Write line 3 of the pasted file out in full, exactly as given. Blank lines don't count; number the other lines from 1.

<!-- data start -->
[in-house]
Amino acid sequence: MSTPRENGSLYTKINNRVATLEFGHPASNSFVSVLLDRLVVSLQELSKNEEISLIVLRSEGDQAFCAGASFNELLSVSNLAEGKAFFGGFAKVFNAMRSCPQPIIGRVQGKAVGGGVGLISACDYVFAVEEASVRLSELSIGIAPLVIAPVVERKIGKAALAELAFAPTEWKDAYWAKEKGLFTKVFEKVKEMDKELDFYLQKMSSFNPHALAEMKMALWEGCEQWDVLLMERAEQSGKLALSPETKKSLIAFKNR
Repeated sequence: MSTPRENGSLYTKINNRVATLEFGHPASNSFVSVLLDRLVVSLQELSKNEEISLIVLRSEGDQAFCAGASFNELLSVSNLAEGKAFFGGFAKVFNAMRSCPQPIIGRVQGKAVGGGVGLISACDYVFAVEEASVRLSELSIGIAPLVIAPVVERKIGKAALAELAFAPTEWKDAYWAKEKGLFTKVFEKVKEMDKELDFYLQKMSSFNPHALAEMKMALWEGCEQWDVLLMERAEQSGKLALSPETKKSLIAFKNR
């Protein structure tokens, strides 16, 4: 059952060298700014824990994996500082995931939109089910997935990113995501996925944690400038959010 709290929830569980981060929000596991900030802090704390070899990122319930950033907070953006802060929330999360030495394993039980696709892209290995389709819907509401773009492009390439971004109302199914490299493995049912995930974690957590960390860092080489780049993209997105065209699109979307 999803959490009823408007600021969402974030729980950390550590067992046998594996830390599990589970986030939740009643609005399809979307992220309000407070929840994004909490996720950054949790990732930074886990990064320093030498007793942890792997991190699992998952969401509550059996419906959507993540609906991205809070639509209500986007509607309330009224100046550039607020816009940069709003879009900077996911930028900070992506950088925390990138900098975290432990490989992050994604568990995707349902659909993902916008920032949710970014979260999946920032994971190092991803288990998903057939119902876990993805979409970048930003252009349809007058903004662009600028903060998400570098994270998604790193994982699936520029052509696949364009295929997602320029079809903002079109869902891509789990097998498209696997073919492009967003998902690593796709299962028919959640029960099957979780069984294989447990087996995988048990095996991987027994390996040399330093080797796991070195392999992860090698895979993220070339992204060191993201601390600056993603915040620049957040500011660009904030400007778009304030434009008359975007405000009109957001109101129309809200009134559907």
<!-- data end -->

Repeated sequence: MSTPRENGSLYTKINNRVATLEFGHPASNSFVSVLLDRLVVSLQELSKNEEISLIVLRSEGDQAFCAGASFNELLSVSNLAEGKAFFGGFAKVFNAMRSCPQPIIGRVQGKAVGGGVGLISACDYVFAVEEASVRLSELSIGIAPLVIAPVVERKIGKAALAELAFAPTEWKDAYWAKEKGLFTKVFEKVKEMDKELDFYLQKMSSFNPHALAEMKMALWEGCEQWDVLLMERAEQSGKLALSPETKKSLIAFKNR